The history of Syria’s Muslim Brotherhood

  • November 26, 2012
The history of Syria’s Muslim Brotherhood

Raphael Lefevre has written the first history of Syria's Muslim Brotherhood.

The exiled Muslim Brotherhood in Syria is preparing to exploit the current crisis in the country to make its return, but is unlikely to link up with the most extreme Islamic militants, according to a forthcoming book written by a Gates Cambridge Scholar.

Ashes of Hama: The Perilous History of Syria’s Muslim Brotherhood, by Raphael Lefevre [2012], is to be published in February 2013 and is the first book to explore the history of this secretive Islamic movement.

Exiled for over 30 years, some of the Brotherhood are now returning Syria under cover. Other members are moving closer to Syria, for instance, to Turkey where they can operate openly in the refugee camps.

“They are preparing for a post-Assad Syria,” says Raphael. “They are rich and well organised and could be a major player in the Syrian conflict in part because the secular opposition is so divided. Islamists in Syria are highly organised because for a long time the mosques have been the only place where public gatherings have been allowed. Friday prayers have been an important focal point.”

The history of the Muslim Brotherhood in Syria is not well known. Crucial is the 1982 Hama massacre, which Raphael  has written about previously in State and Islam in Ba’athist Syria. Some 25,000-40,000 people are thought to have died in the massacre when the regime retaliated against a Muslim Brotherhood-led uprising.

The Brotherhood’s leadership has been in exile ever since and a law was passed making membership of the organisation punishable by death. The legacy of the massacre has major implications for the current situation in Syria.

“People in the streets of Hama and Aleppo not only want revenge for their cousins killed a few months ago in the midst of the Arab Spring, but also want to set the record straight with the regime with regard to past grievances often including the death, torture or imprisonment for life of one their parents or grandparents. That sort of historical narrative is shaping the conflict in Syria and it’s one of the issues which makes it so difficult to resolve,” says Raphael.

However, while the history of the last decades in exile means the Muslim Brotherhood is ready to do whatever it takes to return to Syria, including supporting rebel groups on the ground, particularly those with an Islamist ideology, it also means they are likely to steer clear of Islamic extremists.

“They are careful as to what group they send money and weapons to,” says Raphael. “The Syrian Brothers are obsessed with history and, in the past, they struck a deal with an extremist organisation called the Fighting Vanguard to join forces temporarily and topple the regime, but this actually created the right pretext for the regime to crackdown very harshly on the whole Islamic movement. It’s a mistake the Syrian Brotherhood is not ready to make again and that’s why they are not prepared to finance the most extremist Islamist groups of a jihadist bent.”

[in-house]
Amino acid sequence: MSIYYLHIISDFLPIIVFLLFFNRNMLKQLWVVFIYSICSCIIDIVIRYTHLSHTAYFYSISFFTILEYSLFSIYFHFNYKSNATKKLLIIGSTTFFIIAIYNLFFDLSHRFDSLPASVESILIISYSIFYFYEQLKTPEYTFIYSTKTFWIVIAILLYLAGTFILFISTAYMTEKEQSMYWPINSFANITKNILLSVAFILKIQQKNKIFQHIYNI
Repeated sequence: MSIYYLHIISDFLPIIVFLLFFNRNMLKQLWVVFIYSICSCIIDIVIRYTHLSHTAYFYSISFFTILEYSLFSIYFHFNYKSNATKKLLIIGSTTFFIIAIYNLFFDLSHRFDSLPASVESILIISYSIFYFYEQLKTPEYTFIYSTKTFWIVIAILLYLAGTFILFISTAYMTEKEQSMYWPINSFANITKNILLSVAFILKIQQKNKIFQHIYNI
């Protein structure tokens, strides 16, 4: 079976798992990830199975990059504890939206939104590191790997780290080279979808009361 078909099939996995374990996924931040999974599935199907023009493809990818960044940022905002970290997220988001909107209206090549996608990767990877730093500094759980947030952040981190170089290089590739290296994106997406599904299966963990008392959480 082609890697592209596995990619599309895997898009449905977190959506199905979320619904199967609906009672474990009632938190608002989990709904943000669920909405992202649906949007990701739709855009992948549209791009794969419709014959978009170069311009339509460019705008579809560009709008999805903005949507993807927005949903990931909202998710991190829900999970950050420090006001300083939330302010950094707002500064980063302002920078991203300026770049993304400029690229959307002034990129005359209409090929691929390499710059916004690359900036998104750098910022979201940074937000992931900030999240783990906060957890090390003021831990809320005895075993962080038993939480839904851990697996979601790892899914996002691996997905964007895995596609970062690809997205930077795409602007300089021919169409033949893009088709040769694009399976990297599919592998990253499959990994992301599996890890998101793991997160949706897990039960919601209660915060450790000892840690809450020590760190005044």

Raphael says that the Muslim Brotherhood has been trying to galvanise support from a broad audience since just before 9/11 by conveying a sense of moderation and a message of appeasement. Although there are ideological links between the Brotherhood across the Middle East region, he believes the Syrian movement is primarily a nationalist one and one that is rooted in the democratic system.

“They have first-hand experience of parliamentary democracy in the 1950s and early 1960s and they have worked with minorities including Christians and Alawites,” says Raphael. “That does provide some sense of reassurance.”

Book
Raphael was approached by Michael Dwyer, Publisher at Hurst [www.hurstpublishers.com], after the Arab uprising began to write a history of the movement from 1945 to today.

He took a year off and travelled to the Middle East and Europe and met both people who were opposed to the Brotherhood as well as members of the movement. Some members were in Istanbul, others in Baghdad, Germany, Tunis, Paris and London.

Raphael came to study Syrian politics after completing his undergraduate studies at Sciences Po Lille and the University of Kent. During that time he did an internship for the Department for Political and Security Affairs at the French Embassy in Damascus. He had previously worked as a journalist in Tunis and says he was drawn to international events after spending a year in the US when he was 18where he discovered that his fellow American students knew little about world politics. “It made me want to be aware of what was going on in the world,” he says.

On his return from Damascus he completed an MPhil in international relations at the University of Cambridge where his dissertation focussed on the ways in which the Muslim Brotherhood opposed Ba’athist rule from 1963, until its crushing at Hama. He met many of the Brotherhood in London through a friend in Paris before the Arab Spring and was able to build a sense of trust with them. 

His expertise has meant that he has been sought out by policy-makers and Raphael has briefed both the Foreign Office and the Ministry of Defence. He has also been invited to international conferences to talk about his work.

After having to deliver 87,000 words on Syria to his publisher, he thinks he may focus more broadly on the Middle East for his PhD in Politics and International Studies.

Picture credit: Freedom House and Creative Commons. Photo is of Salaheddin, Aleppo, November 2012.

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